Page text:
Sept 27 (Reuters) - Albemarle Corp, the world’s largest lithium producer, aims to eventually end its dependence on two smaller units to fund growth as global appetite surges for electric-powered vehicles and consumer goods, its chief executive said in an interview.
Tesla Inc and other automakers have helped make lithium one of the most-in demand metals, part of an electrification trend sweeping through a global economy increasingly eager to shed fossil fuels.
Albemarle’s lithium earnings have jumped nearly six-fold since 2014 to more than $500 million annually and should significantly exceed 50 percent of corporate earnings by 2021, Chief Executive Luke Kissam said in an interview.
For the moment, the Charlotte, North Carolina-based company is relying on profits from its refinery catalysts and bromine flame retardants units to fund the breakneck growth of its lithium operations. Lithium earnings, so far, are not enough to fund expansions in Chile and other regions in which Albemarle operates, even with margins above 40 percent.
“Today all parts of that puzzle fit together as part of our strategy,” said Kissam, who became CEO in 2011. “We believe the way to drive the best shareholder value is to have the pieces together. That may change in the future.”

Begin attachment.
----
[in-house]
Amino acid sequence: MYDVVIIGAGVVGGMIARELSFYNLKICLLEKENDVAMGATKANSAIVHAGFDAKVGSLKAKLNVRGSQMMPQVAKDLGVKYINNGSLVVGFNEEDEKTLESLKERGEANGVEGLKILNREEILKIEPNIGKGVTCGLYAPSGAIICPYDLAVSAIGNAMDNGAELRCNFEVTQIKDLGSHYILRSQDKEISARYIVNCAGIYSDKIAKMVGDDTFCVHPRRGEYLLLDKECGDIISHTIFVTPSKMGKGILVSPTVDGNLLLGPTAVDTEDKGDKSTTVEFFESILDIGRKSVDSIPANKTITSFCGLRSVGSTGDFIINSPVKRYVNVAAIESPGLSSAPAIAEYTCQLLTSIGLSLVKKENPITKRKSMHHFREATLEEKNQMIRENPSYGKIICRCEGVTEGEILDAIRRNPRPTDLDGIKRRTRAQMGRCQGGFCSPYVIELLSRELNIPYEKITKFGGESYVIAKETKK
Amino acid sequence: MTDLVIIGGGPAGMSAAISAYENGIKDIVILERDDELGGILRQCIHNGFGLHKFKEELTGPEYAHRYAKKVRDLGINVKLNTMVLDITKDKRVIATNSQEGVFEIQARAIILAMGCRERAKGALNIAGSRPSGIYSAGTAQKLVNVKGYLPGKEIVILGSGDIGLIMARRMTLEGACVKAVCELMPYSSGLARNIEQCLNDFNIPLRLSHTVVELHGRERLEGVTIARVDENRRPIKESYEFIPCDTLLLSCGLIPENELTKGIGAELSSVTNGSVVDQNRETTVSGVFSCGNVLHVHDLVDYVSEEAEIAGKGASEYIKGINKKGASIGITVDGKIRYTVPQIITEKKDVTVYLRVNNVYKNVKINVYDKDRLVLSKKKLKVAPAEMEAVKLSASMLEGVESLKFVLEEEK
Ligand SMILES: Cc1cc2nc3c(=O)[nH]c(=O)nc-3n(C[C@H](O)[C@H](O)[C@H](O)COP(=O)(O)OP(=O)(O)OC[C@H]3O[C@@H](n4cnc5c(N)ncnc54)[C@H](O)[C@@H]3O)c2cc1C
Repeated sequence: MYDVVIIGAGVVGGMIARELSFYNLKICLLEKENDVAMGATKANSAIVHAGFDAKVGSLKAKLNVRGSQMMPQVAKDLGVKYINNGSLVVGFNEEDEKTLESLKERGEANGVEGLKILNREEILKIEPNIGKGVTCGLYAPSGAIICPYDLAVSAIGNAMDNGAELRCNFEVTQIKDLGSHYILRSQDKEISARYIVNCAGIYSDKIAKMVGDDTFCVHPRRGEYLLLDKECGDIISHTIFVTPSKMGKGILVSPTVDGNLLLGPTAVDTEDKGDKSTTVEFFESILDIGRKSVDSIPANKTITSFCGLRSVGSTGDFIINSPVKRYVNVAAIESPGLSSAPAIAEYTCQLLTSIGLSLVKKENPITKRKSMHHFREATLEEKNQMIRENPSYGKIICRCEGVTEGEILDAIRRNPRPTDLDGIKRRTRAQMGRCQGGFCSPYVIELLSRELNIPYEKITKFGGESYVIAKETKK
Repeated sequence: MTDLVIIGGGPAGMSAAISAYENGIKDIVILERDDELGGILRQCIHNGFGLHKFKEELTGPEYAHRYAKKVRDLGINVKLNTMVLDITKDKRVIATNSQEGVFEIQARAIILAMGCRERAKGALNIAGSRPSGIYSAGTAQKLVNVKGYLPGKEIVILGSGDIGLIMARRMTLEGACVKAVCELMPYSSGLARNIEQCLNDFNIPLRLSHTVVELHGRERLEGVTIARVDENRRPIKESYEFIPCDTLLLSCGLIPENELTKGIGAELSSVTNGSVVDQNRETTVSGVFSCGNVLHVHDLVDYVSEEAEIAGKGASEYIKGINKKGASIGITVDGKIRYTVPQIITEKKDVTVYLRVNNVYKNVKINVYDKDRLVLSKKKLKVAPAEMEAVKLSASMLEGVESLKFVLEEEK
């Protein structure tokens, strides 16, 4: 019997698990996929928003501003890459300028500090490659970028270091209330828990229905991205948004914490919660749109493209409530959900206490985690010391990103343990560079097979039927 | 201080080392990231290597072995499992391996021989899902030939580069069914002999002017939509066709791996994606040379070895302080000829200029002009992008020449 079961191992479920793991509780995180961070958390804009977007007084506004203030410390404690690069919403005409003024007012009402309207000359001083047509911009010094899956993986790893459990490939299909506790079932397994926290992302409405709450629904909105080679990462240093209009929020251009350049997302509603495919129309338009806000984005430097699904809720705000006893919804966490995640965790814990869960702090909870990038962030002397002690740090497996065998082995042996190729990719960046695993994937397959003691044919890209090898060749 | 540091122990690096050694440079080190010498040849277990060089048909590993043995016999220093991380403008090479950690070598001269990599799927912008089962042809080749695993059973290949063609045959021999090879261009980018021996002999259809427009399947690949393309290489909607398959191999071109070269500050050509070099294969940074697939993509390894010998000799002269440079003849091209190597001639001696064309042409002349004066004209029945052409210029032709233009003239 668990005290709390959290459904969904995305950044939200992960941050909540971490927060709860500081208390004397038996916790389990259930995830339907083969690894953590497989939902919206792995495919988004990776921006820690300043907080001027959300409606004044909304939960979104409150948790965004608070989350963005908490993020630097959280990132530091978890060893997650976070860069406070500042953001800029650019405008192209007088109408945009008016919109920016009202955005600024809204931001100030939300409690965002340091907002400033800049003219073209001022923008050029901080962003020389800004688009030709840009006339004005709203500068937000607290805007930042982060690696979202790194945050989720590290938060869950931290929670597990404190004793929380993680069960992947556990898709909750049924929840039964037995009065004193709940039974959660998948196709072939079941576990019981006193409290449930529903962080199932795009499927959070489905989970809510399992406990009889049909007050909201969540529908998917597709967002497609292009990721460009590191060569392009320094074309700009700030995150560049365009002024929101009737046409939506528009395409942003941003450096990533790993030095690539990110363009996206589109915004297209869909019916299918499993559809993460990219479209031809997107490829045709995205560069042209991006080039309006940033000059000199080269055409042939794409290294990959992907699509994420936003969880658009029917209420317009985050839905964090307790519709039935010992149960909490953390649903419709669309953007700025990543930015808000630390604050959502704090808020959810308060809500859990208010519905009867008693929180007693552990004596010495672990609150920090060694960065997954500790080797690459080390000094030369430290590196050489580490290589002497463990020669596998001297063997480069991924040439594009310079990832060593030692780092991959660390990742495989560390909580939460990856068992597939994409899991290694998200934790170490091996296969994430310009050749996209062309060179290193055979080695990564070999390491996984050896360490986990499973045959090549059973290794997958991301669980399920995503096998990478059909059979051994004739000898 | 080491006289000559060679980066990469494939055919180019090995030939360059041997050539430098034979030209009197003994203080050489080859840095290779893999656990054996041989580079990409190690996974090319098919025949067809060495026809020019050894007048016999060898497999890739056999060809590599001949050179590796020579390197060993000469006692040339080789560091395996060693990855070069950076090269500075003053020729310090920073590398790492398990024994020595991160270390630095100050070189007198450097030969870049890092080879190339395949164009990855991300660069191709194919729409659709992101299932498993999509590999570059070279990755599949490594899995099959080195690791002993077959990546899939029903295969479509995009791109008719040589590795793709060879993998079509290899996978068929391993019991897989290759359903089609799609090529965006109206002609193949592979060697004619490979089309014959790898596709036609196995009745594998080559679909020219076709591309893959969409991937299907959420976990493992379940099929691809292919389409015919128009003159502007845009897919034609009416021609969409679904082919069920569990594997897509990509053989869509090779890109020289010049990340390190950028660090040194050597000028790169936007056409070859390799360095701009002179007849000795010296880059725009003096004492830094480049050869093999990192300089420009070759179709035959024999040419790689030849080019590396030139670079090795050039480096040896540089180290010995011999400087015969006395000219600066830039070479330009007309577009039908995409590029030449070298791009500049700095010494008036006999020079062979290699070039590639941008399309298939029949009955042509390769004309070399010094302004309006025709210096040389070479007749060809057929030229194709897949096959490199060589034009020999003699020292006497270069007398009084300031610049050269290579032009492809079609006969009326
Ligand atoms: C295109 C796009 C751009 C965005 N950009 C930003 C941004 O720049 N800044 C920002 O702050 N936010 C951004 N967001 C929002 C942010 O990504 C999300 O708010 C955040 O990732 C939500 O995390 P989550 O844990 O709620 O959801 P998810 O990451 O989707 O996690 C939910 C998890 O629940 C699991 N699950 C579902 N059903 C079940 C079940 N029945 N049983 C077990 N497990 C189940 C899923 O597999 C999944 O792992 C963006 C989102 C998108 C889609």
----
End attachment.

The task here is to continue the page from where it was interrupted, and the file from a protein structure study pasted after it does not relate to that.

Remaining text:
There are few independent publicly traded lithium producers today, but smaller U.S.-based rival FMC Corp aims to spin off its lithium division later this year in an initial public offering in a test of whether a pure-play lithium operation can stand on its own.
Many investors and market analysts expect lithium to one day replace crude oil as the key commodity used to power transportation, a good omen for Albemarle, which expects global lithium demand to rise nearly fourfold in the next six years.
“If you don’t believe in lithium and electric vehicles, we’re probably not the stock for you,” said Kissam, who owns a Tesla Model S. “What’s driving our growth today is all about lithium and that’s tied to the electrification trend.”
Albemarle’s strategy of engineering specialized types of the light metal and opening a research center hear its headquarters is aimed at setting it apart from its major competitors, including Chile’s SQM and China’s Tianqi Lithium Corp .
“I don’t worry at all about the other competitors,” Kissam said. “There are only a couple players in the world that can supply the volume we can when you look out to 2025,” including SQM, Tianqi and Ganfeng Lithium Co Ltd.
It is that scale that Kissam and Albemarle are aiming to use to their advantage, especially as Volkswagen AG, BMW and other automakers introduce dozens of electric-powered vehicles across the next decade.
In Chile, where Albemarle is a major operator alongside rival SQM, “the bulk” of lithium carbonate produced is battery-grade, Kissam said. Some industry analysts have questioned the quality of lithium produced in the country.
Albemarle’s La Negra II lithium operations in Chile produce about 15,000 to 16,000 metric tons annually and are expected to produce about 20,000 metric tons next year, Kissam said. (Reporting by Ernest Scheyder)